According to Kutner, “While those features may not sound unusual, the migration to becoming a truly customer-centric company requires creating an innovative customer experience with flexible, class-leading tools, and an iterative approach. Too often digitization is met with resistance because the B2B eCommerce solution fails to connect with existing business systems. Stop the technology search if one is not able to decouple front and back ends or embrace modularity.”

Creating an ecosystem where B2B businesses thrive requires the capacity to connect and empower people in manufacturing, distribution, and wholesale with the best tools to digitize business. This model requires building long-term trustful relationships with customers, integrators, developers, and technology partners established through transparency, integrity, and listening.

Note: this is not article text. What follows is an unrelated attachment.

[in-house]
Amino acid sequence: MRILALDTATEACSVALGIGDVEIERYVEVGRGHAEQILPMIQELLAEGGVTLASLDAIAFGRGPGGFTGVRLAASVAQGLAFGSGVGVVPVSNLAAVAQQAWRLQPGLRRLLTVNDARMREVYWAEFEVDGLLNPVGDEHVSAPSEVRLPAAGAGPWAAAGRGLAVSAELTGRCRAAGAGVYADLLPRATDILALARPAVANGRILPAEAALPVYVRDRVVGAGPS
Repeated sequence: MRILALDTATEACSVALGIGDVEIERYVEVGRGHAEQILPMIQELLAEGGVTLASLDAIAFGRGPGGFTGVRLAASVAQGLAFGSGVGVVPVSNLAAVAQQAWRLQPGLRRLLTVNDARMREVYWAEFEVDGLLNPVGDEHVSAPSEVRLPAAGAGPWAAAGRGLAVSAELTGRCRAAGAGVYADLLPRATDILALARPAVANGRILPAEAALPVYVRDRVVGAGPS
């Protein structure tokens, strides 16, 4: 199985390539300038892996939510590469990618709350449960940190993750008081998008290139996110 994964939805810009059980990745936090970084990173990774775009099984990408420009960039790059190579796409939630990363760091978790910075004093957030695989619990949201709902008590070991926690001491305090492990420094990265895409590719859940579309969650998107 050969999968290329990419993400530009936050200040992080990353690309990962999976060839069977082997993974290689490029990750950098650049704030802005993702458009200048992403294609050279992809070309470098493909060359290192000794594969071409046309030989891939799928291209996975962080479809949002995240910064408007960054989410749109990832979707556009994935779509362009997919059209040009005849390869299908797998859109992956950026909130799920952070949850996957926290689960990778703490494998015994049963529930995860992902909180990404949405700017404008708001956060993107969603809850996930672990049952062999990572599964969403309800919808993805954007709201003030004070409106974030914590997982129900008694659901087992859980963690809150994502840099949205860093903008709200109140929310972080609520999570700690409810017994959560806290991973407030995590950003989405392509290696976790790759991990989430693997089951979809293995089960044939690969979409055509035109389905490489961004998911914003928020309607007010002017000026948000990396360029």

Customers – even business customers – have needs, wants, and desires, including the affinity to personalization. B2B buyers have far more requirements. They employ multiple stakeholders, deal with longer sales cycles, and in general require more complicated personalization – and that constant is dependable.

Nearly three-fourths of B2B customers only engage with personalized messaging and nearly the same number agree to pay more for a personalized experience. This includes personalized products, prices, promotions, checkout experiences, and marketing messaging.

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Whether using mobile apps, mobile websites, or visiting in person, the brand experience must be identical. B2B customers are even more demanding, expecting omnichannel experiences throughout long buying journeys.  


Mobile growth

Mobile web traffic is doubling every five years and B2B is no exception. As mobile-dependent millennials move into managerial positions, mobile usage of B2B buyers is projected to increase dramatically throughout 2023. B2B sellers are looking to gather high value leads and engage with opportunities.